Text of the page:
[A Lesson in Copyright Law]

Mr. Truman's apparent disgust with the schoolbook business may have
come in part from a lawsuit in which his firm was made a defendant.
Sooner or later, publishers are quite likely to obtain some elementary
instructions as to the meaning and intent of the copyright law through
action taken in court. Messrs. Truman & Smith took a lesson in 1838.

On October 1st of that year Benjamin F. Copeland and Samuel Worcester
brought suit in the court of the United States against Truman & Smith
and William H. McGuffey for infringement of copyright, alleging that
material had been copied from Worcester's Second, Third, and Fourth
Readers and that even the plan of the two latter readers had been
pirated.

A temporary injunction was issued December 25, 1838; but before that
date the McGuffey Readers had been carefully compared with the Worcester
Readers and every selection was removed that seemed in the slightest
degree an invasion of the previous copyright of the Worcester Readers.
As these McGuffey books were still not stereotyped, it cost no more to
set up new matter than to reset the old. On the title page of each book
appeared the words, "Revised and Improved Edition," and two pages in
explanation and defense were inserted. In these the publishers stated
that certain compilers of schoolbooks, in New England, felt themselves
aggrieved that the McGuffey books contained a portion of matter similar
to their own which was considered common property, and had instituted
legal proceedings against them with a view to the immediate suppression
of the McGuffey books and in the meantime had provided supplies of the
Worcester books to meet the demand of the West.

[Avoidance of Issue]

No objection was raised to meeting these compilers on their own grounds;
but for both parties there was another tribunal than the law. "The
public never choose schoolbooks to please compilers." They stated that
to place themselves entirely in the right and remove every cause for
cavil or complaint they had expunged everything claimed as original, and
substituted other matter, which, both for its fitness and variety would
add to the value of the Eclectic Readers. Throughout this preface, after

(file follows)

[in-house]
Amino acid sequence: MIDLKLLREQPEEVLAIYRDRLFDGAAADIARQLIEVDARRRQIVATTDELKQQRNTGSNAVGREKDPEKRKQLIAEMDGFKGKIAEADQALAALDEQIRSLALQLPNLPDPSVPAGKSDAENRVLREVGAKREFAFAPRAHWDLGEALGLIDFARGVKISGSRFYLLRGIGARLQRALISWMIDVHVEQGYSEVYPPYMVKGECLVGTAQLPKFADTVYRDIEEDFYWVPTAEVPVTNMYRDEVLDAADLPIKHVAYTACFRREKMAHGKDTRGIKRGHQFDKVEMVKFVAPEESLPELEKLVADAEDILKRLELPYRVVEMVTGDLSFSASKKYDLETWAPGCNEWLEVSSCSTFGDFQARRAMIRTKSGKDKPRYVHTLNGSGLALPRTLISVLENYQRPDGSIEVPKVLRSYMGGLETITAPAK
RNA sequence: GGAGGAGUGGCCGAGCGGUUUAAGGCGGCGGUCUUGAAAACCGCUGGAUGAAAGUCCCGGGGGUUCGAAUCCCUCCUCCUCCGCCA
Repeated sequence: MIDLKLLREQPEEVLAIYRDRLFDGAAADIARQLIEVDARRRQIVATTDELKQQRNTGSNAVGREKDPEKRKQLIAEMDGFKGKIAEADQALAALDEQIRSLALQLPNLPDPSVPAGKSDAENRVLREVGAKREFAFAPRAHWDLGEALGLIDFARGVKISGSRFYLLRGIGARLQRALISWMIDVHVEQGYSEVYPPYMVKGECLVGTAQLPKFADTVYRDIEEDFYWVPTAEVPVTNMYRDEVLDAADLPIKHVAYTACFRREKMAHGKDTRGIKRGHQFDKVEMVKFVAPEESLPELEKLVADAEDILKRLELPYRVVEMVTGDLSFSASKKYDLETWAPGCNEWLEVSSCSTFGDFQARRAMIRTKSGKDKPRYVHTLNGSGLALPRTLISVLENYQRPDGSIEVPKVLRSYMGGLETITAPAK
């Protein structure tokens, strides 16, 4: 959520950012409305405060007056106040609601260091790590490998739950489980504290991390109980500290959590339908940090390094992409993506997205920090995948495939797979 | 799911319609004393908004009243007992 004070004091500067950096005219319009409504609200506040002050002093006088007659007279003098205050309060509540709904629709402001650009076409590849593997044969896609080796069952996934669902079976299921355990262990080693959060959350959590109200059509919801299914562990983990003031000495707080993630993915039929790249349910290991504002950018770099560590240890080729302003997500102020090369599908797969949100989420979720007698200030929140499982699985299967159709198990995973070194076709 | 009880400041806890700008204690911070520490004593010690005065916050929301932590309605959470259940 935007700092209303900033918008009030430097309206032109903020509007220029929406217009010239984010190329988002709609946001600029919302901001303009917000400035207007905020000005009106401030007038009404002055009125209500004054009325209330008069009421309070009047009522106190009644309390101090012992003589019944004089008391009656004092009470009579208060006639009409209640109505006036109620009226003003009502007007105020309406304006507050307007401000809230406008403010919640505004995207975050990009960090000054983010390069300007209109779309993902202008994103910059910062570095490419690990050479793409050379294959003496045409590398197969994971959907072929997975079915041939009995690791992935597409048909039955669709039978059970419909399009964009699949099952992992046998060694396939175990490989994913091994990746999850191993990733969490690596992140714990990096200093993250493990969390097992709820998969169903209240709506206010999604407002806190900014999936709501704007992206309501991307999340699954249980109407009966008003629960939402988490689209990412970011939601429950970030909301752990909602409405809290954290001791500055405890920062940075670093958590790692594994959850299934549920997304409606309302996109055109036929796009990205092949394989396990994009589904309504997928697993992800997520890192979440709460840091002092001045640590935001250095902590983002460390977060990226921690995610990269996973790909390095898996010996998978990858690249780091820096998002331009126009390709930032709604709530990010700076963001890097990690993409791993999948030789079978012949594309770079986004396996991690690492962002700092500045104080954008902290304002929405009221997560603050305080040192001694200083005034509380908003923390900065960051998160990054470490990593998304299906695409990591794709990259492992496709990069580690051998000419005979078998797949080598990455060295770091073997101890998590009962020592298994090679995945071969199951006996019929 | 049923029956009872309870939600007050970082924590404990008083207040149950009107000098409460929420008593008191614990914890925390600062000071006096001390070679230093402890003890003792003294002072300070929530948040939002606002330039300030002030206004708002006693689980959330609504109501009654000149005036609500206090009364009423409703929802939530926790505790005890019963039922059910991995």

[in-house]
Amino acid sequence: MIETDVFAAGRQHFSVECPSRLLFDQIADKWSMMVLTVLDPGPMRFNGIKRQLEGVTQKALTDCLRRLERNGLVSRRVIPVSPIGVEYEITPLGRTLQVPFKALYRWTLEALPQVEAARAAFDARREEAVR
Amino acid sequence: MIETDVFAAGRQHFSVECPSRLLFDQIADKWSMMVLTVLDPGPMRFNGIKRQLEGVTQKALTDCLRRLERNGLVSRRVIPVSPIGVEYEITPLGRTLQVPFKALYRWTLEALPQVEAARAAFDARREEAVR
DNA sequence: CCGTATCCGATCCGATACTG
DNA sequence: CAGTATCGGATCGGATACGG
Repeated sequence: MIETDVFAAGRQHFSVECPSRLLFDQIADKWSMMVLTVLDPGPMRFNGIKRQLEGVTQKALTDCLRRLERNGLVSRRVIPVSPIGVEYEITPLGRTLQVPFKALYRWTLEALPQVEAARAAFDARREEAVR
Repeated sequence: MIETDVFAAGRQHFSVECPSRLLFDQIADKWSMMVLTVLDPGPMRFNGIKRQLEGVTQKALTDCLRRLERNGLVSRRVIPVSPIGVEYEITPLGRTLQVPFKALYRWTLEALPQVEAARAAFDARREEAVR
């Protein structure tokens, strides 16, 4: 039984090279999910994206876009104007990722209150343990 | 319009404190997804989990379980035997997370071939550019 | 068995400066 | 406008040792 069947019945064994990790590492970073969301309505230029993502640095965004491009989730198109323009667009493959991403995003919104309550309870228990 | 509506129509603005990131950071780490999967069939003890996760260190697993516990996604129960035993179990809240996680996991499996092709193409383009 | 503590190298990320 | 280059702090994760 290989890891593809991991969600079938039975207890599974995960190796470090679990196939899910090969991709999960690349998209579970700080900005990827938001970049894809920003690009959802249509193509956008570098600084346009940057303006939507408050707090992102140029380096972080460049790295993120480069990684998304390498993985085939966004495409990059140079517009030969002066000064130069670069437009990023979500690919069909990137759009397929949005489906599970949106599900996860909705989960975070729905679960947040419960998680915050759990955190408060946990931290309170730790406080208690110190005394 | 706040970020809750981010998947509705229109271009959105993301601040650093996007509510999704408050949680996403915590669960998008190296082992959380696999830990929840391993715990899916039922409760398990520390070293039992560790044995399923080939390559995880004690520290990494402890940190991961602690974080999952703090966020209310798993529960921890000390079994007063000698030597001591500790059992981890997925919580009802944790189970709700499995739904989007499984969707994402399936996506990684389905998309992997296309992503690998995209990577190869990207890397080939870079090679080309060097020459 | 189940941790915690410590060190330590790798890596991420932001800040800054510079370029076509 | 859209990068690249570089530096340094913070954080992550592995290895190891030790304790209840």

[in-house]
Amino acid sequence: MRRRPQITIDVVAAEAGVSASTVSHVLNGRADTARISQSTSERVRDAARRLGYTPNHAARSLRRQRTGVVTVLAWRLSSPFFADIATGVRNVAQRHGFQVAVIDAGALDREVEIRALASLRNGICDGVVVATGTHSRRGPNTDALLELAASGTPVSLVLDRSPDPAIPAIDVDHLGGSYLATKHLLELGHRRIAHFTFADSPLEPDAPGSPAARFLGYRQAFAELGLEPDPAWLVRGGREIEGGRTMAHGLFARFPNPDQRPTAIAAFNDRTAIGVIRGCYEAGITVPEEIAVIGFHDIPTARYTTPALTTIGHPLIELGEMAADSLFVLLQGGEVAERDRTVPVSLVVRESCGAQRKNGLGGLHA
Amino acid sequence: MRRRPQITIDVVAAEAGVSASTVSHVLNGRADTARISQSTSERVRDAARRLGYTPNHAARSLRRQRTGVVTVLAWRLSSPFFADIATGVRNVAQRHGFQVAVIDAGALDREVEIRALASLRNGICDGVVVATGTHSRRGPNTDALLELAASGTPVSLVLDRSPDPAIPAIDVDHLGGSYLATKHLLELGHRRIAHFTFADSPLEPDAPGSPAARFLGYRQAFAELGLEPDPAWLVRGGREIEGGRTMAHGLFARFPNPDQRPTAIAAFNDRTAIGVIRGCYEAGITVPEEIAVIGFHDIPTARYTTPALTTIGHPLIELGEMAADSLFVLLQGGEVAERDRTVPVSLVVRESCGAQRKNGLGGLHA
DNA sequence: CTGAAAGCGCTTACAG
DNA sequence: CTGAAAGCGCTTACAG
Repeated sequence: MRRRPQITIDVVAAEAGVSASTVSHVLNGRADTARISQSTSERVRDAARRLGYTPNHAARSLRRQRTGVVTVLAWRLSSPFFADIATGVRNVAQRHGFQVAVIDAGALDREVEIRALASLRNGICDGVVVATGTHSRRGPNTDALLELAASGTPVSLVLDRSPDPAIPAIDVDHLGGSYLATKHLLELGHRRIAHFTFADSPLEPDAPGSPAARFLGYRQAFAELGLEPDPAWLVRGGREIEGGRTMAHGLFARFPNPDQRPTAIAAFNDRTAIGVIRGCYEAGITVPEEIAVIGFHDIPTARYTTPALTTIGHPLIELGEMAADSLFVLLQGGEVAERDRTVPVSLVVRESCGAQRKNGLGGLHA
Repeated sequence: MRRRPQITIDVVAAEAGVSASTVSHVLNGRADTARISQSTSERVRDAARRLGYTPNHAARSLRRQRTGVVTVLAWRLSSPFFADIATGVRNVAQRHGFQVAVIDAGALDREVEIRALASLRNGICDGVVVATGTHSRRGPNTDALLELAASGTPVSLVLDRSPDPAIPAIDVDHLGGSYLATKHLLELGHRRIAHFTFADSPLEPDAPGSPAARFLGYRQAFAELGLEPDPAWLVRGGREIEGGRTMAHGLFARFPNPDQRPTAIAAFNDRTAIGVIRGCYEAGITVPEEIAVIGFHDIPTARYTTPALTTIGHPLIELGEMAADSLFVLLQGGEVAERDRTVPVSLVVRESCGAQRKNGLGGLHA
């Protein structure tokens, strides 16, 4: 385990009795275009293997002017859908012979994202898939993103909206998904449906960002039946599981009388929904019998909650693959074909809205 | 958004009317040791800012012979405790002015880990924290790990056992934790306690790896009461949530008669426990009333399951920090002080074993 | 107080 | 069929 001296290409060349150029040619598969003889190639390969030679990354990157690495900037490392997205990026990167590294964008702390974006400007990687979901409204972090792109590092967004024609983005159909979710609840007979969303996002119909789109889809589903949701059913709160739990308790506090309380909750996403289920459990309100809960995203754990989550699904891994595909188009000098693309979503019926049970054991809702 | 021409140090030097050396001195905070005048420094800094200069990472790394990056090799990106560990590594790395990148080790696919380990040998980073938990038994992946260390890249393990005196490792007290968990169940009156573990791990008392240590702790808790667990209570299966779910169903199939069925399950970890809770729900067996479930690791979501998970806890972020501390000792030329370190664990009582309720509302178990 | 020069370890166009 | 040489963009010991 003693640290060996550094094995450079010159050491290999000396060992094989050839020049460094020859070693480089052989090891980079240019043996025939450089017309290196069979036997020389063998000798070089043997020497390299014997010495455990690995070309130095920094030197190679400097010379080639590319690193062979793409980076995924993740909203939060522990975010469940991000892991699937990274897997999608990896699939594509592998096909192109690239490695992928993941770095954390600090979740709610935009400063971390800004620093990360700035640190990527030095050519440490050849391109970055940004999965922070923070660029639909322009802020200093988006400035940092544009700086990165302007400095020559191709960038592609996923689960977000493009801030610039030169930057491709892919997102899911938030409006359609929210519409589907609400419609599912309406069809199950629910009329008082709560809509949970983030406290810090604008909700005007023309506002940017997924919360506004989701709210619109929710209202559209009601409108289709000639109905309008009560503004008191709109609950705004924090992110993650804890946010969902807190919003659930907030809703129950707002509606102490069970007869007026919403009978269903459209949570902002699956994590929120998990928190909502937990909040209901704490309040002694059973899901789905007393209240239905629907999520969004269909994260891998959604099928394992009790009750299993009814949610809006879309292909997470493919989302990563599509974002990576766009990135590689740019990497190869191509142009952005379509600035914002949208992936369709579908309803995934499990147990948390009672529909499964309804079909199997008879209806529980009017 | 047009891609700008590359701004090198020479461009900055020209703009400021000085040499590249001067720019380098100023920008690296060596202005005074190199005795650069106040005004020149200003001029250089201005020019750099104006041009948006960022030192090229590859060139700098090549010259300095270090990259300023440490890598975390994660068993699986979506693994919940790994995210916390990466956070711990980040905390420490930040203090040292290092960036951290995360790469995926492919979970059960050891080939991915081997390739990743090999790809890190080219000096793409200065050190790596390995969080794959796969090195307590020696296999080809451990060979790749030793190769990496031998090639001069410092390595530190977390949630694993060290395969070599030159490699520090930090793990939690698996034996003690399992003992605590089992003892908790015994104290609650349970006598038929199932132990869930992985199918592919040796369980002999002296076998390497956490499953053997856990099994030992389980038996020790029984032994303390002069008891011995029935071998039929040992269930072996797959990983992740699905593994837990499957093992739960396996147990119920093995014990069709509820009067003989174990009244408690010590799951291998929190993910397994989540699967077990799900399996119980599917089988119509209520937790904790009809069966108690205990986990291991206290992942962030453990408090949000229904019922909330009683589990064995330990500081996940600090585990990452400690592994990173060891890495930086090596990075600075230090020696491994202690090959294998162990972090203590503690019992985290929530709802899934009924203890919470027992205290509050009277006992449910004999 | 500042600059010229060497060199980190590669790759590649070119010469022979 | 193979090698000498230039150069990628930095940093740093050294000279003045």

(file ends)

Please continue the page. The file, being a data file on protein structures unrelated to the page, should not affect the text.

stating the facts regarding the suit, there was a strong claim for the
support of Western enterprise.

Although in this appeal the publishers stated that the correspondences
between the two series were "few and immaterial," a careful comparison
of the early edition of the Second Reader with the "Revised and Improved
Edition" shows that Mr. Smith took out seventeen selections and inserted
in their places new matter. To an unprejudiced examiner it appears
that the new matter was better than the old. The old marked copy of
Worcester's Second Reader, preserved for all these years, shows ten
pieces that were used in both books. It thus appears that the publisher
took this opportunity to improve the books as well as to make them
unassailable under the copyright law. In three months between the
bringing of the suit and the granting of an injunction, Mr. Smith had
made his improved edition safe and rendered the injunction practically
void.

[The Suit Settled]

The court proceeded in the usual manner and appointed a master to
examine the books and make report to ascertain what damage had been
inflicted on the owners of the Worcester Readers. But Mr. Smith was an
attendant in church and doubtless had heard Dr. Beecher read, "Agree
with thine adversary quickly while thou art in the way with him, lest at
any time the adversary deliver thee to the judge, and the judge deliver
thee to the officer, and thou be cast into prison," and he had no desire
to remain there until he had "paid the uttermost farthing."

When the master, in the leisurely execution of his duty, made his report
nearly two years later, the court found that the defendants had removed
from their books the pirated parts and that the suit had been settled by
paying the plaintiffs two thousand dollars. There was no further contest
about the plan of the two books.

The Worcester Readers had a short and inconspicuous life. When this suit
was brought, their publishers were Richardson, Lord and Holbrook of
Boston. In 1836 Charles J. Hendee published them, and in 1854 they
appeared with the name of Jenks, Hickling & Swan of Boston. These
several publishers were probably gobbled up by some imaginary Book Trust
sixty years ago.

Dr. McGuffey undoubtedly inserted these selections innocent of any wrong
intent and supposed them to be in common use.

[Early Popular Schoolbooks]

As early as 1848 the success of the Eclectic Readers was sufficient to
excite imitation and in the First Reader of that year Mr. Smith printed
four preliminary pages warning his patrons not to be deceived by
"Newman's Southern Eclectic Readers."

In the first century after the settlement of this country the New
England Primer had a history which in some respects resembles that of
the McGuffey Readers. In that case, the settlers were widely removed